How to Fix Screen Burn on Any Screen

Yup burn-in still happens. Try these tips to fix it.

Screen burn in

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Screen burn-in isn’t as common on modern display technologies as it was in the past, but few screens are immune to its ability to ruin a perfectly good display. If you run into this irritating problem, here are some tips and tricks that might help fix it.

What is Screen Burn-in?

Screen burn-in is a noticeable discoloration or ghosting of a previous image on a digital display. It’s caused by the regular use of certain pixels more than others, leaving them to display colors slightly differently. The end result is a noticeable and often permanent impression on the display.

Time, screen brightness, and other factors can cause burn-in, but the circumstances are different for each display technology, as different screens and their pixels operate differently at the hardware level. For LCD panels, like those used in many TVs and computer monitors, burn-in can develop because pixels eventually become unable to return to their unlit state and retain a colored profile.

As for OLED and AMOLED technology, which is now used in some modern smartphones and TVs, the light emitting pixels in the displays can dim faster than others if used more regularly, leaving a darkened ghost of an image in their place.

Screen Burn-in vs. Image Retention

Colloquially “burn-in” is used as a catchall term for any kind of ghosted image on a screen. The most common form of such “burn-in” though, is technically known as image retention. While that might seem like a case of pedantic semantics, it’s an important distinction to make. Screen burn-in refers to a permanent degradation of a display which is almost impossible to fix; image retention is typically fixable.

How to Fix Screen Burn-in

As described above, screen burn-in on a technical level is hard to fix. However, the much more common image retention is not. Here’s how to sort out your image retention problems on whatever device you have.

Fix Screen Burn-in on Your TV

  1. Brightness Settings: Try turning down the brightness and contrast on your TV and watch some varied content; it might go away on its own.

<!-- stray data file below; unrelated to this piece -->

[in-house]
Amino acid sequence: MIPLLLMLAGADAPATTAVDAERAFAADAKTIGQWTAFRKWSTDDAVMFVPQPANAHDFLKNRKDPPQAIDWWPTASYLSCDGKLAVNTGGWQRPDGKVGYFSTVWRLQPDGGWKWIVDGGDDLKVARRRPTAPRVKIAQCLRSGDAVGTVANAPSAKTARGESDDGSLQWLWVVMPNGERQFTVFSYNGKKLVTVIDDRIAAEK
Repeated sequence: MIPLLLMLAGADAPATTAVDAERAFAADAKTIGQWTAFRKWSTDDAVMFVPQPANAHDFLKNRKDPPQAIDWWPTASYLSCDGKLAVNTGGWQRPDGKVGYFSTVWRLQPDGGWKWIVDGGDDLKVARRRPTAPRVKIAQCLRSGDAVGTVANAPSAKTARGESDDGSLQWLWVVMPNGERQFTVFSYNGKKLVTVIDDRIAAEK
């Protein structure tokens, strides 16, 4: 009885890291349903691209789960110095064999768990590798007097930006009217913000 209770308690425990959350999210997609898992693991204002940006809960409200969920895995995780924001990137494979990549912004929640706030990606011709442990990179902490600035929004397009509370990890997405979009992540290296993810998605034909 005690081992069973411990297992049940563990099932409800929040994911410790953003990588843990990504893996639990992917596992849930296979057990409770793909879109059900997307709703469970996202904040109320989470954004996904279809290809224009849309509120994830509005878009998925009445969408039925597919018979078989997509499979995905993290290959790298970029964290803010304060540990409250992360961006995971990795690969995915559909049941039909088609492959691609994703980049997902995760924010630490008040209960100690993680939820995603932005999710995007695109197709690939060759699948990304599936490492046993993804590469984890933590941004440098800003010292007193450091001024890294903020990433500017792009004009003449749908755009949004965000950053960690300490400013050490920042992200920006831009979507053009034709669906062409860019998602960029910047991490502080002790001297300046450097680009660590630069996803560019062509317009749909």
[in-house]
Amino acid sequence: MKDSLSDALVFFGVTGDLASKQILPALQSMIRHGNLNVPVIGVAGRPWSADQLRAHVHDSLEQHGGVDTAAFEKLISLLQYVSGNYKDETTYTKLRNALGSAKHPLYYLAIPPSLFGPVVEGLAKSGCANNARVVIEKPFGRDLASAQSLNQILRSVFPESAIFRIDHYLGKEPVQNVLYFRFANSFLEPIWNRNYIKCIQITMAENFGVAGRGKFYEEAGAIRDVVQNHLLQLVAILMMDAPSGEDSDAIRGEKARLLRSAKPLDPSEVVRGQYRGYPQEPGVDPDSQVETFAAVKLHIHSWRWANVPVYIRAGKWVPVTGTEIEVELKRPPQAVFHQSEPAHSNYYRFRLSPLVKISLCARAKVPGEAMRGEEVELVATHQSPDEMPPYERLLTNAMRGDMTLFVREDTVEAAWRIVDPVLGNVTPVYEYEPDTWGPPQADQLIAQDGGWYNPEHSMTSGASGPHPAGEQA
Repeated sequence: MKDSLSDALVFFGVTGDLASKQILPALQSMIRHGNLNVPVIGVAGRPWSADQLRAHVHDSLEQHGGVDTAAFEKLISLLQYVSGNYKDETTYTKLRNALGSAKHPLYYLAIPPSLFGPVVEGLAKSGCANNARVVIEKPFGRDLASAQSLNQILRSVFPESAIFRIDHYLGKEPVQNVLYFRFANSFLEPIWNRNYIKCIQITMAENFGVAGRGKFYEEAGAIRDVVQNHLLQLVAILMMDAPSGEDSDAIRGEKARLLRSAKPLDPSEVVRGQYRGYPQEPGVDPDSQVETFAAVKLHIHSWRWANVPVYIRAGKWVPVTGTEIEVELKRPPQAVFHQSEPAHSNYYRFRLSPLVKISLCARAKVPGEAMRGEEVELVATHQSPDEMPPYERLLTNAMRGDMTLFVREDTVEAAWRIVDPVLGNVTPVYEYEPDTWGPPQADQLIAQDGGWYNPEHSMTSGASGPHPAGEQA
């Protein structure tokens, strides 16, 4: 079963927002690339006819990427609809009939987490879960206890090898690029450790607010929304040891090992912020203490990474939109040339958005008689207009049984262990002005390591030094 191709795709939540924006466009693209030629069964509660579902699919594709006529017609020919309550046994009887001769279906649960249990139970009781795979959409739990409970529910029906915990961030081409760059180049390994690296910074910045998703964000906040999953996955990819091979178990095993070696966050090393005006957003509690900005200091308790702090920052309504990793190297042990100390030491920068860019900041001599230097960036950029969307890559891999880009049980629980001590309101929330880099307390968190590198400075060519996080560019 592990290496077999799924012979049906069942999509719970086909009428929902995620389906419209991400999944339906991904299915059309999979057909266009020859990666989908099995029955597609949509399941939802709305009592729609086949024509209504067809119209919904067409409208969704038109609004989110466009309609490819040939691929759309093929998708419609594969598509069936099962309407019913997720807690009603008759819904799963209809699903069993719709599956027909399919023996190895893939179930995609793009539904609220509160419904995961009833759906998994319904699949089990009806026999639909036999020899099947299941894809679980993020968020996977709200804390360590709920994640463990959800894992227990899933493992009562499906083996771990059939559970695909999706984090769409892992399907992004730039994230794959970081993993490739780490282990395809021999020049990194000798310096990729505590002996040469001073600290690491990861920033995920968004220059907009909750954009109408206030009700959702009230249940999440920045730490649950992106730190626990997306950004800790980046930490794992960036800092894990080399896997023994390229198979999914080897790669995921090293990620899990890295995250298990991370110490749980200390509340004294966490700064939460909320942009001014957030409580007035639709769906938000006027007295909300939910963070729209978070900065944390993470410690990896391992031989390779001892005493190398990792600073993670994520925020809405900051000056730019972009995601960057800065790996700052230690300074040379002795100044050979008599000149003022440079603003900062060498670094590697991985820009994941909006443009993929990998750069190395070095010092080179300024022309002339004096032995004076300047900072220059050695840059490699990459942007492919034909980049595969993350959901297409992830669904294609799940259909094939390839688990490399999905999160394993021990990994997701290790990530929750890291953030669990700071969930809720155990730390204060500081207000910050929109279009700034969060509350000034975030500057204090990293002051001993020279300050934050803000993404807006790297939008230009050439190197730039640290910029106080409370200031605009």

2. Pixel-Shift: Many modern TVs have a built-in pixel-shift, or screen shift, which constantly moves the image slightly to vary pixel usage. If not enabled automatically, you should be able to turn it on in the settings menu. Other settings offer “Refresh” functions that can be manually run to try and clean out any image retention problems.

  3. Play a colorful video: Running a fast-moving video with lots of color changes for a few minutes to half an hour may help if the above options don't work.

  4. Warranty: Check your warranty to see if you’re covered for a replacement.

Fix Burn-in on Your Computer Monitor

Although most PC monitors are made to be less susceptible to burn-in, it can still happen. If you run into it there are a few things you can try:

  1. Turn off Display: Try turning off your display for at least a few hours, or as many as 48, ideally.

  2. Use a White Screensaver: Try setting your screensaver to a pure white image and leaving it to run for a few hours. That may not remove image retention entirely, but it should dampen how noticeable it is.

  3. Try JScreenFix: Some have also found success using JScreenFix. Although designed to fix stuck pixels rather than burn-in, it may help clear up any issues you’re experiencing.

Fix Burn-in on Android or iOS Device

  1. Turn device off: Image retention on a smartphone or tablet can sometimes be cured just by turning the device off for an hour or so.

  2. Try a burn-in fixer: There are a number of great burn-in fixer apps on the Google Play Store and Apple App Store. Some, like OLED tools, will try to fix image retention and check for more permanent burn-in.

  3. Try a colorful video: Try playing fast-paced videos with lots of color changes on your device for some time.

  4. Replace the screen: If none of the above works, your best bet is to either replace the screen yourself or talk to your mobile carrier about a replacement device. Manufacturers like Apple have extended the warranties on certain devices that are prone to image retention and burn-in, so if your device is fairly new, you should still be covered by the warranty.